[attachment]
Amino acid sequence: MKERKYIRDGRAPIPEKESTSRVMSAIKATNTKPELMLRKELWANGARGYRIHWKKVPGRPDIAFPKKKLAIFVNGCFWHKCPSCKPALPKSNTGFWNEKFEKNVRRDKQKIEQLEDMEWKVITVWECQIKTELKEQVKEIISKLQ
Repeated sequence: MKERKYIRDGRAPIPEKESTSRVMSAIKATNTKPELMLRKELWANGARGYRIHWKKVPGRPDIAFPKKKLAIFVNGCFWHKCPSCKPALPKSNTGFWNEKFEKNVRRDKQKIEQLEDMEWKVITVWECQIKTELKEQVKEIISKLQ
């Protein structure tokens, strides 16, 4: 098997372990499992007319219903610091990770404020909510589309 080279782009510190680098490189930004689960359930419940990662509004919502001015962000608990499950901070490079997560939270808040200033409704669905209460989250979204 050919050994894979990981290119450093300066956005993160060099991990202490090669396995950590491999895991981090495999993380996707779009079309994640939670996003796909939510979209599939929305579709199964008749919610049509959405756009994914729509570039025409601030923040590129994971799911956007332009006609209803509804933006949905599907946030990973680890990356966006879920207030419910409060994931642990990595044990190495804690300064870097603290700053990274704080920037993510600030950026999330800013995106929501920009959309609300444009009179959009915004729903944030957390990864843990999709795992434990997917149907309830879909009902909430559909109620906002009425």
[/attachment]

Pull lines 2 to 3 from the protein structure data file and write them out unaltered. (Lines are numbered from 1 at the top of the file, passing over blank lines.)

Repeated sequence: MKERKYIRDGRAPIPEKESTSRVMSAIKATNTKPELMLRKELWANGARGYRIHWKKVPGRPDIAFPKKKLAIFVNGCFWHKCPSCKPALPKSNTGFWNEKFEKNVRRDKQKIEQLEDMEWKVITVWECQIKTELKEQVKEIISKLQ
């Protein structure tokens, strides 16, 4: 098997372990499992007319219903610091990770404020909510589309 080279782009510190680098490189930004689960359930419940990662509004919502001015962000608990499950901070490079997560939270808040200033409704669905209460989250979204 050919050994894979990981290119450093300066956005993160060099991990202490090669396995950590491999895991981090495999993380996707779009079309994640939670996003796909939510979209599939929305579709199964008749919610049509959405756009994914729509570039025409601030923040590129994971799911956007332009006609209803509804933006949905599907946030990973680890990356966006879920207030419910409060994931642990990595044990190495804690300064870097603290700053990274704080920037993510600030950026999330800013995106929501920009959309609300444009009179959009915004729903944030957390990864843990999709795992434990997917149907309830879909009902909430559909109620906002009425």